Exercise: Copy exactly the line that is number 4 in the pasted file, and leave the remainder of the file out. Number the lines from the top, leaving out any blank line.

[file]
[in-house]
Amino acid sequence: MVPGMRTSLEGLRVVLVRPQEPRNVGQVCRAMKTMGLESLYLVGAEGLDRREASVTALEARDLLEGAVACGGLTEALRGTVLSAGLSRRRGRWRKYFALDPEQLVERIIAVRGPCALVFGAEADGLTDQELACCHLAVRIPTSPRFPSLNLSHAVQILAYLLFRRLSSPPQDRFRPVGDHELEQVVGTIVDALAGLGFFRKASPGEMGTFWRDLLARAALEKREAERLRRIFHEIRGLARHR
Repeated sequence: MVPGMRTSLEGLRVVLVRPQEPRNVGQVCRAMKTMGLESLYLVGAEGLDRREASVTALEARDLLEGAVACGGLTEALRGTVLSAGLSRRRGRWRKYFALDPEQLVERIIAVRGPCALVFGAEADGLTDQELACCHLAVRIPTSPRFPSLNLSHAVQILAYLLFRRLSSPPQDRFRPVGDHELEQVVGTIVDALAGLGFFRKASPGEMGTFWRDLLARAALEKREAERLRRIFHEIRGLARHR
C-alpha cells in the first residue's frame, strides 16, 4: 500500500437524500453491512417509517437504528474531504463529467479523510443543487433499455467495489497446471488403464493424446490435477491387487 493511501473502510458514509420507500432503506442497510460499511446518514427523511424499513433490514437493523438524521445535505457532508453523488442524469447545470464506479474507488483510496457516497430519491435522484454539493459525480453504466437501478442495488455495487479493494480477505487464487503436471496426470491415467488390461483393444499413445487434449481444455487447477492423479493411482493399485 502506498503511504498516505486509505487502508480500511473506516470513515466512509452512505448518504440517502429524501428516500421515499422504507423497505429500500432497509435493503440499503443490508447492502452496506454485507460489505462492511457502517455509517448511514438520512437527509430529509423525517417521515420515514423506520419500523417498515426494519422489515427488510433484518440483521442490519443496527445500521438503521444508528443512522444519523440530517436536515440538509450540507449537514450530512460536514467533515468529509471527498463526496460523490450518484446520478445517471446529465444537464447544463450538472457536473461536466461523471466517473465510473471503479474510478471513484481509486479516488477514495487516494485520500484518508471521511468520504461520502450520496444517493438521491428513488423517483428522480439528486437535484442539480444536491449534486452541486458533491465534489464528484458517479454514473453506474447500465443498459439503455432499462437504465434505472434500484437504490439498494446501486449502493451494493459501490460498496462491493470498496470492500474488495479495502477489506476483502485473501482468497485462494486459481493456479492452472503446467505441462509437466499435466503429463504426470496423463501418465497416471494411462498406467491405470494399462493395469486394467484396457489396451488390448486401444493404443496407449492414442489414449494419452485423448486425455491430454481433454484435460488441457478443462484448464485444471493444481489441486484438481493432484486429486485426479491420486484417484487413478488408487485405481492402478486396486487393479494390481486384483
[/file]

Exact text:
C-alpha cells in the first residue's frame, strides 16, 4: 500500500437524500453491512417509517437504528474531504463529467479523510443543487433499455467495489497446471488403464493424446490435477491387487 493511501473502510458514509420507500432503506442497510460499511446518514427523511424499513433490514437493523438524521445535505457532508453523488442524469447545470464506479474507488483510496457516497430519491435522484454539493459525480453504466437501478442495488455495487479493494480477505487464487503436471496426470491415467488390461483393444499413445487434449481444455487447477492423479493411482493399485 502506498503511504498516505486509505487502508480500511473506516470513515466512509452512505448518504440517502429524501428516500421515499422504507423497505429500500432497509435493503440499503443490508447492502452496506454485507460489505462492511457502517455509517448511514438520512437527509430529509423525517417521515420515514423506520419500523417498515426494519422489515427488510433484518440483521442490519443496527445500521438503521444508528443512522444519523440530517436536515440538509450540507449537514450530512460536514467533515468529509471527498463526496460523490450518484446520478445517471446529465444537464447544463450538472457536473461536466461523471466517473465510473471503479474510478471513484481509486479516488477514495487516494485520500484518508471521511468520504461520502450520496444517493438521491428513488423517483428522480439528486437535484442539480444536491449534486452541486458533491465534489464528484458517479454514473453506474447500465443498459439503455432499462437504465434505472434500484437504490439498494446501486449502493451494493459501490460498496462491493470498496470492500474488495479495502477489506476483502485473501482468497485462494486459481493456479492452472503446467505441462509437466499435466503429463504426470496423463501418465497416471494411462498406467491405470494399462493395469486394467484396457489396451488390448486401444493404443496407449492414442489414449494419452485423448486425455491430454481433454484435460488441457478443462484448464485444471493444481489441486484438481493432484486429486485426479491420486484417484487413478488408487485405481492402478486396486487393479494390481486384483